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One potential example of an experimental system that has this type of Lorentzian "wavefunction" is cavity-enhanced parametric down conversion (PDC) photon sources. In this case it isn't the position wavefunction but the "wavefunction" in frequency space which is Lorentzian (more correctly the joint spectral intensity (JSI) of two photons is an Airy ...


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$\psi(x) = \frac{1}{\sqrt{1+x^2}}$ is a perfectly valid wavefunction. However, one cannot find the expected value of $\hat X$ in this state, because $\psi$ is not in the domain of the $\hat X$ operator. The appropriate domain on which $\hat X$ is self-adjoint is $$D_X:= \left\{\psi \in L^2(\mathbb R) \ \left| \ \int_\mathbb R |x \psi(x)|^2 dx < \infty\...


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In the post you mention there are some references. Also, they tackle your question about the interpretation of expected values. Nevertheless I think you are interestred in wavefunctions $\psi$ such that $\vert\psi\vert^2$ is a Lorentzian, which, you know, is not eactly the same! Edit: Sorry to say that Loretzian wave-function is not square integrable.


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You may want to consider using a suspended magnet attached to a mirror. A laser reflecting off of the mirror will detect the magnetic field produced by a AAA battery 12 feet away. Here’s a link to my video where I conducted this experiment. The portion related to your question starts a 9:33 into the video.Here it is.


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As a simple, but engaging alternative, you could try having them make their own homopolar motors with wire and a battery. As a starting point, Wikihow has some instructions on the basic set-up.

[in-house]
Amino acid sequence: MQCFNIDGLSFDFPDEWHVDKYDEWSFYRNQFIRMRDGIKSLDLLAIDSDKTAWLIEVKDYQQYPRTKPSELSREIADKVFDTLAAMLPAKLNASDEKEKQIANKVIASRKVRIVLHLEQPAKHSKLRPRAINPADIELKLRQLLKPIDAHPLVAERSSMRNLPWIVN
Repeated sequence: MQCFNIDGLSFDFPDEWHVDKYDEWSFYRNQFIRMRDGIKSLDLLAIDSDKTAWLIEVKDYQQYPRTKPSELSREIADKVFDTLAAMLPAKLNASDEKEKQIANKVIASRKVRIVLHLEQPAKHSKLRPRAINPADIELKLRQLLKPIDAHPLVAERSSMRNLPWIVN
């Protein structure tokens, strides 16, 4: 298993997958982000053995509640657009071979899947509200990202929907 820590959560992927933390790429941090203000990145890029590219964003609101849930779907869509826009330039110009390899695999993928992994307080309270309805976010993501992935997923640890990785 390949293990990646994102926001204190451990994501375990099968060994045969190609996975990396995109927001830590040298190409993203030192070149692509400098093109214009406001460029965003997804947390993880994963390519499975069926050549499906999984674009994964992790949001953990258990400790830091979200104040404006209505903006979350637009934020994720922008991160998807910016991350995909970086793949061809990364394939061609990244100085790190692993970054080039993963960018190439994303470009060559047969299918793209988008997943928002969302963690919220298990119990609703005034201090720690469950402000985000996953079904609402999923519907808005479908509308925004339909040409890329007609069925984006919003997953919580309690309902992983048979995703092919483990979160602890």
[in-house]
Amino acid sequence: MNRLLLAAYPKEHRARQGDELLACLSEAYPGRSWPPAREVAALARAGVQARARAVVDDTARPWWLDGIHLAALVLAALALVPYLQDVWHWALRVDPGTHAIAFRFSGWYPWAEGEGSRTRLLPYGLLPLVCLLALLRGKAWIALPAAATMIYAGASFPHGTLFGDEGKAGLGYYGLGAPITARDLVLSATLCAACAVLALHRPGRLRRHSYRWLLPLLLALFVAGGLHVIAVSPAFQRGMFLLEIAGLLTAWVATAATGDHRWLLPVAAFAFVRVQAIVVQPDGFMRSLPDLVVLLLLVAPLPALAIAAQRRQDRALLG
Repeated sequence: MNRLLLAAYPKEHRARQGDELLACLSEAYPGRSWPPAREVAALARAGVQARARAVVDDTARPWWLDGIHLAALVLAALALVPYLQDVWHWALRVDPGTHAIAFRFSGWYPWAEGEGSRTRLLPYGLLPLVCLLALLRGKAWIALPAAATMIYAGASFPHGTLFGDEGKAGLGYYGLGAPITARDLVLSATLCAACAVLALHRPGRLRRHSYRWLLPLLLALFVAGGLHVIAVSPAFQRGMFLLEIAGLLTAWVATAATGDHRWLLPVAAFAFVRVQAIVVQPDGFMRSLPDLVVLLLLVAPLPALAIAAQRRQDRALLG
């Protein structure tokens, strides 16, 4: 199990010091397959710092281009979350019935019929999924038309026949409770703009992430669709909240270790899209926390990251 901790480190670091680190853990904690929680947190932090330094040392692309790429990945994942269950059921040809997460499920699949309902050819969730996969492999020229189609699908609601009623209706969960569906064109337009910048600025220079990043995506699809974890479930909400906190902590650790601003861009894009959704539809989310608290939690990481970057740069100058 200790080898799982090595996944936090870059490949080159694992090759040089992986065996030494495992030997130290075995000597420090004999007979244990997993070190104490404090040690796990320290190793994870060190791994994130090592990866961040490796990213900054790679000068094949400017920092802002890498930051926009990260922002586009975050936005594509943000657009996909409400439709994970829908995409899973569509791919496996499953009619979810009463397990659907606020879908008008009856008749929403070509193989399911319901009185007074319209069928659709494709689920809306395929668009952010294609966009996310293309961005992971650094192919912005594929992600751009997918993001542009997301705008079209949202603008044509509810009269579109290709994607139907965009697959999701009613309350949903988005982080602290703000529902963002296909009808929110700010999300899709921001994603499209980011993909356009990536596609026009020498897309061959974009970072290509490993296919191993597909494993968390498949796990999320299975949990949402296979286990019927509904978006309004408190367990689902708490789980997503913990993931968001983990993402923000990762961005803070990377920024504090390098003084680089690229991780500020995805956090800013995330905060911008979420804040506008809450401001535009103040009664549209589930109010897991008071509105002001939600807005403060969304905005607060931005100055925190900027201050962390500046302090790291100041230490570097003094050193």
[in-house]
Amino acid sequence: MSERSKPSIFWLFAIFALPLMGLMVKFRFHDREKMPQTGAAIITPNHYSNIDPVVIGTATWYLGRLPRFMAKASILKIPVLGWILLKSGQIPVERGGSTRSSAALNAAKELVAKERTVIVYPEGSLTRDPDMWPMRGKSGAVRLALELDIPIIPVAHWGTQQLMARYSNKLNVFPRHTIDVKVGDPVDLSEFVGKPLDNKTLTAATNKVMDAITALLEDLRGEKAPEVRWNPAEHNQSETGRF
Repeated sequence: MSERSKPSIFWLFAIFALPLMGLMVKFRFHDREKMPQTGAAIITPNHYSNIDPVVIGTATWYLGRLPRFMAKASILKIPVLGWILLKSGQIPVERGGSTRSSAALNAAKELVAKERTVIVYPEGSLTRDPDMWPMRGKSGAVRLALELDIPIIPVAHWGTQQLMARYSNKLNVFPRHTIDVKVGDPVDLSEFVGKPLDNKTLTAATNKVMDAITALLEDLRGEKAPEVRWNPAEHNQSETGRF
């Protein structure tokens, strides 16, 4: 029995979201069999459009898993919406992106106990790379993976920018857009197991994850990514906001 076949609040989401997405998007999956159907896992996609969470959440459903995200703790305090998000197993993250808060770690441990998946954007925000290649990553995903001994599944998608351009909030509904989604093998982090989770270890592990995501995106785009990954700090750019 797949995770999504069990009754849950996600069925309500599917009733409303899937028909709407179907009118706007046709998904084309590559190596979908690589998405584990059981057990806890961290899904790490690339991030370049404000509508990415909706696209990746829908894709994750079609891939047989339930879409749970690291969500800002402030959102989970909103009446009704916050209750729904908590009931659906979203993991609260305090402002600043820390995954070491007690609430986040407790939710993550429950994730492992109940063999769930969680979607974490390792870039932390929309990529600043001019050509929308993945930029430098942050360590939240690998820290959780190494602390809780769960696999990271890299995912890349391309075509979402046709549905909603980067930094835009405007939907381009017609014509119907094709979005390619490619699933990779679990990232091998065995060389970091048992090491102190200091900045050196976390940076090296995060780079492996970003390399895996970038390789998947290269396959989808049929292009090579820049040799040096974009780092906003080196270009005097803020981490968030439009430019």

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When Michael Faraday made his discovery of electromagnetic induction in 1831, he hypothesized that a changing magnetic field is necessary to induce a current in a nearby circuit. To test his hypothesis he made a coil by wrapping a paper cylinder with wire. He connected the coil to a galvanometer, and then moved a magnet back and forth inside the ...


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What you are using is the Helene formula. (Also known as "the old PDG method"). It is the same as CLs when you are dealing with numbers of events (as you are here) rather than a likelihood analysis which also includes shape information. For the frequentist CL you use your Equation 1 without the denominator. The. modification is an attempt to include the ...


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After a long time both capacitors look like open circuits. That means there is no current flowing anywhere in the circuit. Like you stated all the battery voltage is across the left capacitor. Since no current is flowing in the resistor in parallel with the series combination of the right capacitor and its resistor, there is no voltage across them. The ...


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Assuming that the galvanometer has a coil in it then the effect is due to the relatively low total circuit resistance. What this means is that we are dealing with a spring-mass system which is massively over-damped. The mass is the coil and former and the spring is the return spring(s) which moves the coil to the equilibrium position when there is no ...


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If you look at the particle data group tables, mesons for example you will see for each resonance listed its parity, in the same line as the name and the mass of the resonance. Like the mass, it is an observation from measuring the resonance in experiments, laboriously in experiments over the years . for example, the parity of the pi- was measured in a ...


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How is the counting-rate of particles obtained in an experiment? It depends on the experimental setup. Experiments measure neutrino oscillations by starting with a known neutrino beam, measuring its content in the three standard model neutrinos, i.e. have detectors that count how many there are at one specific location, then put a detector far enough ...


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Based on the comments, the mass in boxes $B_2$ and $B_3$ is not uniformly distributed throughout the box, whereas it is in box $B_1$. This means that the inertia tensor for boxes $B_2$ and $B_3$ will be different than the inertia tensor for box $B_1$; the inertia tensor can be discovered experimentally by applying a known torque for a set time on a few ...